In his first interview since the violent Jan. 6, 2021, riot at the U.S. Capitol, Capitol Police Officer Eugene Goodman discussed his own experience as people stormed the building and reflected on life following the harrowing events.
“It could have easily been a bloodbath so kudos to everybody there that showed a measure of restraint with regards to deadly force,” Goodman, an Army veteran who served in Iraq, said on an episode of the “3 Brothers No Sense” podcast.
Goodman led a group of rioters away from the entrance to the Senate chamber, where lawmakers and staff had been sheltered, giving backup enough time to arrive. His actions were recorded on a HuffPost video. The Senate later voted unanimously to award Goodman the Congressional Gold Medal, the institution’s highest honor.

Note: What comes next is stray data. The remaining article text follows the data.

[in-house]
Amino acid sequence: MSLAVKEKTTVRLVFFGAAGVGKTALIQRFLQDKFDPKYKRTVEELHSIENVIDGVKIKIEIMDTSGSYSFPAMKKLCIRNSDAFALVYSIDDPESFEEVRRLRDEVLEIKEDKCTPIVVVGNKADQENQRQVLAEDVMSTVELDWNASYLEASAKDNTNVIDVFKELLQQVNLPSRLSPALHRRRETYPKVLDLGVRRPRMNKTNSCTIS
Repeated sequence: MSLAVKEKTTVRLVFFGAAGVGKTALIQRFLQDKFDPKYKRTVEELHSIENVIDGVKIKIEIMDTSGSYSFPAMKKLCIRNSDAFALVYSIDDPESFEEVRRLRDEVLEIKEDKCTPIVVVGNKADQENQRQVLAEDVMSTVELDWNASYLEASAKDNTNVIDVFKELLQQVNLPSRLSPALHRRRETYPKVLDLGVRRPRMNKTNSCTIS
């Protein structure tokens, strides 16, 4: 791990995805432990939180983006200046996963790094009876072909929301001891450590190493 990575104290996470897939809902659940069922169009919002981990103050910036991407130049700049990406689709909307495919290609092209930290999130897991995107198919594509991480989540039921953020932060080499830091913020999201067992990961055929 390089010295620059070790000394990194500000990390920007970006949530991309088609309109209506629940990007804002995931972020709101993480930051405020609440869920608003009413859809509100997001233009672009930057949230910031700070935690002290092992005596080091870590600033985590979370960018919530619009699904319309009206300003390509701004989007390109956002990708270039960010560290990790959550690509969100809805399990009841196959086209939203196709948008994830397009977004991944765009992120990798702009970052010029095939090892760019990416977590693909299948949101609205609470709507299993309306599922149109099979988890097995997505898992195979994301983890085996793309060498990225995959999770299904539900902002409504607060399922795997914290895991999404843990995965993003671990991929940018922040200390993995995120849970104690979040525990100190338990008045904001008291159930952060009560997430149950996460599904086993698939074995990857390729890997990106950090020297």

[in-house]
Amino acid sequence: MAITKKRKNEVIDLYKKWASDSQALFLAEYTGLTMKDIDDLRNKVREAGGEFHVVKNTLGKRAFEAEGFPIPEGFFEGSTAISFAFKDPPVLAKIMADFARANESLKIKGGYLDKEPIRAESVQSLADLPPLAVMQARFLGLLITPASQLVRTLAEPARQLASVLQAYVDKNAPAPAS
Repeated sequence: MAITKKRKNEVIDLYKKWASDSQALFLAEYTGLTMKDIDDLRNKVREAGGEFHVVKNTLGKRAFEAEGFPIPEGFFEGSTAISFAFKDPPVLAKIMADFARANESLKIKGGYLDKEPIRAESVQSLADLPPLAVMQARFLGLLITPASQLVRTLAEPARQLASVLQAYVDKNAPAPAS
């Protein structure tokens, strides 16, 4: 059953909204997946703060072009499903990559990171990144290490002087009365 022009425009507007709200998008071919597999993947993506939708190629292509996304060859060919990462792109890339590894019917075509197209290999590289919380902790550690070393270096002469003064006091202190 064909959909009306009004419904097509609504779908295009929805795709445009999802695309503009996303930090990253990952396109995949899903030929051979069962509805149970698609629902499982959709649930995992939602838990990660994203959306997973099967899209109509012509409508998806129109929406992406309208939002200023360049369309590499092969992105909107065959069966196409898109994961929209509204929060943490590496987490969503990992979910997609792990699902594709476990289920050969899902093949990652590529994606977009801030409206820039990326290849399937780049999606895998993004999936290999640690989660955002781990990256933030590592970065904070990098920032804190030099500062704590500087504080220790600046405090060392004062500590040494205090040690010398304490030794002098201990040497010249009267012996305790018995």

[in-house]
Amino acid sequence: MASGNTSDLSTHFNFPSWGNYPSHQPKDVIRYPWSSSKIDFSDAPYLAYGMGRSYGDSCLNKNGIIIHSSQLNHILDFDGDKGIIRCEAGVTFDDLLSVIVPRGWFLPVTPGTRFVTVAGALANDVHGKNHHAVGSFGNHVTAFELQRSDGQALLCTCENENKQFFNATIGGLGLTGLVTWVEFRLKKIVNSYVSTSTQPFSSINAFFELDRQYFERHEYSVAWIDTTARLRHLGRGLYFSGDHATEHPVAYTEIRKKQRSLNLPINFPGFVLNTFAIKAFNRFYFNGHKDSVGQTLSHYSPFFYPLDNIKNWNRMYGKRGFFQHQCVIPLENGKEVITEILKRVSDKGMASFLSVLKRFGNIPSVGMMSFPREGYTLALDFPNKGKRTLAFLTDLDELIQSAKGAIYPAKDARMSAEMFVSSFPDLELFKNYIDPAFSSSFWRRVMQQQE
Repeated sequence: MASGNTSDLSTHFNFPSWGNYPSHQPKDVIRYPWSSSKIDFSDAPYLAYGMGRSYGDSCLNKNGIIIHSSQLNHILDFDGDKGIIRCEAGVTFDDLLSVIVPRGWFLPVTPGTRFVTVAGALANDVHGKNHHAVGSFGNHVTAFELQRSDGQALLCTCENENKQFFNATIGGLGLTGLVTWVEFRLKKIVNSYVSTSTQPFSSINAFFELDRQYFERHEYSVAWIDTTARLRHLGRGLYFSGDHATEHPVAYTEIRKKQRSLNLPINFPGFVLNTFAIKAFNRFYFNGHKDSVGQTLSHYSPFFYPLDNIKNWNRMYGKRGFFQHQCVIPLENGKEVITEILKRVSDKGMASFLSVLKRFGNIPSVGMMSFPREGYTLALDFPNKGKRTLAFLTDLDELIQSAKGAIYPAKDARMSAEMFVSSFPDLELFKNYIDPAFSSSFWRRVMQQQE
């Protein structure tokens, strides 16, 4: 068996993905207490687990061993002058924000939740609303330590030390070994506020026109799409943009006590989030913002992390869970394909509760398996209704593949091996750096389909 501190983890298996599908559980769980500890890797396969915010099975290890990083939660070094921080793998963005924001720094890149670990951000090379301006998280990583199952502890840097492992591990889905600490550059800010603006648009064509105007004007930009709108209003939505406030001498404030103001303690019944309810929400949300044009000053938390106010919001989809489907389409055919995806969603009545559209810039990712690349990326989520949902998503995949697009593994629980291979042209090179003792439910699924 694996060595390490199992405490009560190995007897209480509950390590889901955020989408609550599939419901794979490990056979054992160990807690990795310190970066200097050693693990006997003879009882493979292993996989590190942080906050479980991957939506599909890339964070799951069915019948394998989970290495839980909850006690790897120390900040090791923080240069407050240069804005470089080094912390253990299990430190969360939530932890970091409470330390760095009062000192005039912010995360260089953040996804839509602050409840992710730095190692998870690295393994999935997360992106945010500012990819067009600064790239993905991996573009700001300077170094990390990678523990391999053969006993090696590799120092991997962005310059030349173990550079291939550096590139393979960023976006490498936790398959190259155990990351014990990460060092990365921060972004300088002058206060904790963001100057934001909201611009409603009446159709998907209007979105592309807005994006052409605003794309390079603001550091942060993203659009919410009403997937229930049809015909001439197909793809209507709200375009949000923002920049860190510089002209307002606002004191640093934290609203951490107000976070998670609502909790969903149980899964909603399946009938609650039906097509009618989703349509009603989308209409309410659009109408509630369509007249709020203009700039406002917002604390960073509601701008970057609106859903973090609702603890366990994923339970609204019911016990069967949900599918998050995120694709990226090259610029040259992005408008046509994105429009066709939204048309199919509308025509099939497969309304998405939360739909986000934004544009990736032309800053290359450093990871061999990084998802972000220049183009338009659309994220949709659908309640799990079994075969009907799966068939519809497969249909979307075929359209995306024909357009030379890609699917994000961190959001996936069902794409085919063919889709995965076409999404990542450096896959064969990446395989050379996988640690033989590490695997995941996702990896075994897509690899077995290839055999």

Goodman said he didn’t know how far rioters had advanced into the Capitol building when he ran to confront them after telling Sen. Mitt Romney (R-Utah) to get to safety.
“Oh hell, they’re actually in the building,” Goodman said he remembered thinking at the time. “I honestly didn’t know they were that far in the building. They lock eyes on me right away, just like that, I was in it,” he added, crediting his Army training that taught him to “think on the fly.”
Goodman says he has struggled with fame in the days following the attack, refraining from participating in interviews because of negative encounters with the public experienced by other Capitol Police officers who have been vocal about Jan. 6.
“I have my ups and downs with the popularity … Unfortunately, with the popularity, you have to take the bad with the good,” Goodman said on the podcast.
He called proposals floated by some admirers on Twitter to create an honorary “Eugene Goodman Day” as “way too much.” He also declined the suggestion that officials erect a bronze statue of himself on the Capitol grounds.
“That’s just one more thing for a bird to prop up and take a dump on me,” Goodman said, chuckling.